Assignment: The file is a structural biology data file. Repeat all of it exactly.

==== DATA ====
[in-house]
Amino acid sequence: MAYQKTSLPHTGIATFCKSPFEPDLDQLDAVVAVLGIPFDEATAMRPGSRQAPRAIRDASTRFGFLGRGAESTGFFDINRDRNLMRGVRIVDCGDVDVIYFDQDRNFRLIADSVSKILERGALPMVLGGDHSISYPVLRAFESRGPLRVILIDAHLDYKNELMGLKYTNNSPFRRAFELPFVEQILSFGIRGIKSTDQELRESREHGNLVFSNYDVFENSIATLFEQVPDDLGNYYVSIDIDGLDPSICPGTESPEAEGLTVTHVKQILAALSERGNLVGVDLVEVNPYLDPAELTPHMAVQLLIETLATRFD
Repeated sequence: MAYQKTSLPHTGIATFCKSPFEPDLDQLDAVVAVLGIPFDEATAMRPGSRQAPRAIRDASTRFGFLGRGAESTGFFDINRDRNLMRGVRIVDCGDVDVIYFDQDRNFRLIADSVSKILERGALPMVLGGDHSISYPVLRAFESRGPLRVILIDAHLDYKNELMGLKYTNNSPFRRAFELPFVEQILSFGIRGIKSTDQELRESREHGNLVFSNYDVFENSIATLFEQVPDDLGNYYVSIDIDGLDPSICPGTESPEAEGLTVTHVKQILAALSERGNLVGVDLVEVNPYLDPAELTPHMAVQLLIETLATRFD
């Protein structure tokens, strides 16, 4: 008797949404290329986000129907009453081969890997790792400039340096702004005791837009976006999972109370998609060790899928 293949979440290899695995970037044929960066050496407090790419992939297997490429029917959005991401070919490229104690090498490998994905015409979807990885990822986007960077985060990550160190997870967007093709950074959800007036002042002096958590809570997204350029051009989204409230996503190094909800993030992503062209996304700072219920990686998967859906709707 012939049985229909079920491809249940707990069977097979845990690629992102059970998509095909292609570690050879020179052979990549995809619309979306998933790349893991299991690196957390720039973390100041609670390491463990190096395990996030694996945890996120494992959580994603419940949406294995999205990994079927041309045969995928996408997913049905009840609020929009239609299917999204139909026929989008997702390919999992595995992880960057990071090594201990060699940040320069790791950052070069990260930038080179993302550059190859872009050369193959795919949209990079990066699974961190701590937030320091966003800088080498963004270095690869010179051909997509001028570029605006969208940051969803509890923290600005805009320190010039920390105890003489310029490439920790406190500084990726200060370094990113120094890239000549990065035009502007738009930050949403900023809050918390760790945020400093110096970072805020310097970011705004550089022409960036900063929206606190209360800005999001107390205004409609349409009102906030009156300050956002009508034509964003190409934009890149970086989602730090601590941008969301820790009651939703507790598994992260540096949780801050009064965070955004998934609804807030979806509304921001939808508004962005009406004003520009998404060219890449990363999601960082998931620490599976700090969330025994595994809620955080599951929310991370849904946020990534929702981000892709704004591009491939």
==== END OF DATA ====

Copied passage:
[in-house]
Amino acid sequence: MAYQKTSLPHTGIATFCKSPFEPDLDQLDAVVAVLGIPFDEATAMRPGSRQAPRAIRDASTRFGFLGRGAESTGFFDINRDRNLMRGVRIVDCGDVDVIYFDQDRNFRLIADSVSKILERGALPMVLGGDHSISYPVLRAFESRGPLRVILIDAHLDYKNELMGLKYTNNSPFRRAFELPFVEQILSFGIRGIKSTDQELRESREHGNLVFSNYDVFENSIATLFEQVPDDLGNYYVSIDIDGLDPSICPGTESPEAEGLTVTHVKQILAALSERGNLVGVDLVEVNPYLDPAELTPHMAVQLLIETLATRFD
Repeated sequence: MAYQKTSLPHTGIATFCKSPFEPDLDQLDAVVAVLGIPFDEATAMRPGSRQAPRAIRDASTRFGFLGRGAESTGFFDINRDRNLMRGVRIVDCGDVDVIYFDQDRNFRLIADSVSKILERGALPMVLGGDHSISYPVLRAFESRGPLRVILIDAHLDYKNELMGLKYTNNSPFRRAFELPFVEQILSFGIRGIKSTDQELRESREHGNLVFSNYDVFENSIATLFEQVPDDLGNYYVSIDIDGLDPSICPGTESPEAEGLTVTHVKQILAALSERGNLVGVDLVEVNPYLDPAELTPHMAVQLLIETLATRFD
């Protein structure tokens, strides 16, 4: 008797949404290329986000129907009453081969890997790792400039340096702004005791837009976006999972109370998609060790899928 293949979440290899695995970037044929960066050496407090790419992939297997490429029917959005991401070919490229104690090498490998994905015409979807990885990822986007960077985060990550160190997870967007093709950074959800007036002042002096958590809570997204350029051009989204409230996503190094909800993030992503062209996304700072219920990686998967859906709707 012939049985229909079920491809249940707990069977097979845990690629992102059970998509095909292609570690050879020179052979990549995809619309979306998933790349893991299991690196957390720039973390100041609670390491463990190096395990996030694996945890996120494992959580994603419940949406294995999205990994079927041309045969995928996408997913049905009840609020929009239609299917999204139909026929989008997702390919999992595995992880960057990071090594201990060699940040320069790791950052070069990260930038080179993302550059190859872009050369193959795919949209990079990066699974961190701590937030320091966003800088080498963004270095690869010179051909997509001028570029605006969208940051969803509890923290600005805009320190010039920390105890003489310029490439920790406190500084990726200060370094990113120094890239000549990065035009502007738009930050949403900023809050918390760790945020400093110096970072805020310097970011705004550089022409960036900063929206606190209360800005999001107390205004409609349409009102906030009156300050956002009508034509964003190409934009890149970086989602730090601590941008969301820790009651939703507790598994992260540096949780801050009064965070955004998934609804807030979806509304921001939808508004962005009406004003520009998404060219890449990363999601960082998931620490599976700090969330025994595994809620955080599951929310991370849904946020990534929702981000892709704004591009491939």